Two teams including UC Irvine scientists will receive $37 million to push stem-cell treatments toward human testing one for a condition that leads to blindness, another for Alzheimers disease.
The awards, made Wednesday by the states stem-cell funding agency, include $17.3 million for a team that will cultivate retinal progenitor stem-cells to treat a disease known as retinitis pigmentosa.
Human neural stem cell.
COURTESY STEMCELLS, INC.
The team includes Henry Klassen, a UC Irvine associate opthalmology professor, as well as researchers from UC Santa Barbara and Cedars-Sinai Medical Center. The UC Irvine share of that award is about $6 million.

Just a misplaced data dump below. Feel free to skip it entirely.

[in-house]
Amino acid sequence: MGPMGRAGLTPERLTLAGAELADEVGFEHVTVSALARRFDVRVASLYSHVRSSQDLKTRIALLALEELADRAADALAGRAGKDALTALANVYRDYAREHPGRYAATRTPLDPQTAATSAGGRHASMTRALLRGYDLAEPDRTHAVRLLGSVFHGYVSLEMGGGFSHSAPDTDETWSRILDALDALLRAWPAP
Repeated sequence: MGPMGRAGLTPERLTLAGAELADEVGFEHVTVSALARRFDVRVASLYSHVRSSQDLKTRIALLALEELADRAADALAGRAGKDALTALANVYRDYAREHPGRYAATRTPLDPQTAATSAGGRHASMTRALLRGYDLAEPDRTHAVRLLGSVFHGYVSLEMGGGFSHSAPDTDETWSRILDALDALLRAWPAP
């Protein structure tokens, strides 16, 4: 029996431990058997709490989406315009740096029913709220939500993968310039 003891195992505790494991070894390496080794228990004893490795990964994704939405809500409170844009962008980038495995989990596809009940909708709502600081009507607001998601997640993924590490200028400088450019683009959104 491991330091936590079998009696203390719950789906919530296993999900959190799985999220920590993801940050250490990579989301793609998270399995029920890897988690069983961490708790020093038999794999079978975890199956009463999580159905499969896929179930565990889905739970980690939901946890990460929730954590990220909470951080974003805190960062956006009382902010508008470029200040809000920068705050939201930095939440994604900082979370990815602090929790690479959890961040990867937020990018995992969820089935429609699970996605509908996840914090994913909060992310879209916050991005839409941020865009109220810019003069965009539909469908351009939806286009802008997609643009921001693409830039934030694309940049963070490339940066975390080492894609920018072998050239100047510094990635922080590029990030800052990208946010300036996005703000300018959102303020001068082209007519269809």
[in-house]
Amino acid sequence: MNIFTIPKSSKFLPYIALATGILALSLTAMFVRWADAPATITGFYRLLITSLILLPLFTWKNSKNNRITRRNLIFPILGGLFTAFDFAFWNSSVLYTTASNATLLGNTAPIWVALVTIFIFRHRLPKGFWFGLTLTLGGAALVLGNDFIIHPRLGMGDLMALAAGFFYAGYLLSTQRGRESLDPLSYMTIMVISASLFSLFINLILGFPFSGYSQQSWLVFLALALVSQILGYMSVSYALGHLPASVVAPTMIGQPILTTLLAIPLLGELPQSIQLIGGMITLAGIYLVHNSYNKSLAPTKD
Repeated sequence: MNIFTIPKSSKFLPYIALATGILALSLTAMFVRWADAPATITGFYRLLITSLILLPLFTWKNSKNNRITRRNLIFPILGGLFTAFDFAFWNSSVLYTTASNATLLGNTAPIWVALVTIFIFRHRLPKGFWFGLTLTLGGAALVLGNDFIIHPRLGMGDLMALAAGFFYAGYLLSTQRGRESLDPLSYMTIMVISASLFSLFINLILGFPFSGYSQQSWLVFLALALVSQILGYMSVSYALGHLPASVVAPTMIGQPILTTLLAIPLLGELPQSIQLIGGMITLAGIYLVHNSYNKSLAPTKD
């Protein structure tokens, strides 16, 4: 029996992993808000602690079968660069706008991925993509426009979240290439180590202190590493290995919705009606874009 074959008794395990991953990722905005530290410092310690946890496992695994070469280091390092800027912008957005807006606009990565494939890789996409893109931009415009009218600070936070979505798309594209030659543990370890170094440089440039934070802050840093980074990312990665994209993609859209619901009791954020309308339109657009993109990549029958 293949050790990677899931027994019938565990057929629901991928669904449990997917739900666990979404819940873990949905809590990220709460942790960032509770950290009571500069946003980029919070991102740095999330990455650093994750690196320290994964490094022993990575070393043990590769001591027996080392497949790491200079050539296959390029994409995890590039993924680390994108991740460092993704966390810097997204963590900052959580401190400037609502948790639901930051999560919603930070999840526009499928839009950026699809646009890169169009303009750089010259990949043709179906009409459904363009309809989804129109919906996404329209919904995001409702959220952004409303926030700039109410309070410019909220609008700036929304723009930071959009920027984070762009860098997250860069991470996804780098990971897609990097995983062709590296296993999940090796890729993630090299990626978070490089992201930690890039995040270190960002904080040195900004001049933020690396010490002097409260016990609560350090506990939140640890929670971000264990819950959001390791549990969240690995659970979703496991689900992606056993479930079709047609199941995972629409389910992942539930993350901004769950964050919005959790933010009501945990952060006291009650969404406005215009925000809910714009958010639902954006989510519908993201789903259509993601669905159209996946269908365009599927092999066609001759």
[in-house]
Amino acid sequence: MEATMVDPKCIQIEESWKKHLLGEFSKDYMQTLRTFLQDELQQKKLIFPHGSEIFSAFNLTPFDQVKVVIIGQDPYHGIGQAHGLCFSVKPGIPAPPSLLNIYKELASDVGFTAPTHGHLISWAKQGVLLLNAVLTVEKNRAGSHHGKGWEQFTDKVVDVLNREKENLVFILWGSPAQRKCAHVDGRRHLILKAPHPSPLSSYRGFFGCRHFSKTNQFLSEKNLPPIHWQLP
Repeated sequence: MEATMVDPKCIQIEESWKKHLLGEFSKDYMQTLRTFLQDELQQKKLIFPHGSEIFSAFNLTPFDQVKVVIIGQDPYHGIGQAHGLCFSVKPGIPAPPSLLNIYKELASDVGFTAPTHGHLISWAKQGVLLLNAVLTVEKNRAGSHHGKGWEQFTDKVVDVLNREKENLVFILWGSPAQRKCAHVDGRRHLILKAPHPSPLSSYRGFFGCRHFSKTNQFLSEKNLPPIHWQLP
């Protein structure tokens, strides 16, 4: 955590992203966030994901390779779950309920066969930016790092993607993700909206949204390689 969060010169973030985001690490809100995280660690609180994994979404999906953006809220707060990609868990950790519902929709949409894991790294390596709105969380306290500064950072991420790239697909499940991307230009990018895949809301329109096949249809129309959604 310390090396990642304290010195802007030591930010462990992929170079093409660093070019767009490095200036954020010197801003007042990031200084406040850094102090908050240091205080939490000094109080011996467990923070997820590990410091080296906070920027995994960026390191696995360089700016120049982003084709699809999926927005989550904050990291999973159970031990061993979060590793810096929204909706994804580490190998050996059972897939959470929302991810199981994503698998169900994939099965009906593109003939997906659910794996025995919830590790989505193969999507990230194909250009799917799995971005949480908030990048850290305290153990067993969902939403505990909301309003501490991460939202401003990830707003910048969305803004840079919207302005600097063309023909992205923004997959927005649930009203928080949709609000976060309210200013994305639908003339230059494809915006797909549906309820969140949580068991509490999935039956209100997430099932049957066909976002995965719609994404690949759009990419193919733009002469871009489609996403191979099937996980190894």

The disease is often diagnosed when patients are in their teens or young adulthood, and progresses into middle age.
First theres night blindness, Klassen said. Then tunnel vision, and eventually, complete blindness.
The treatment hes developing relies on retinal stem cells that have matured enough to be specific to eye function. In previous testing, it has restored vision in rats.
The funding will allow more preliminary work in preparation for human testing. Food and Drug Administration approval, Klassen said, could come as soon as the end of next year.
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Stem-cell research: $37 million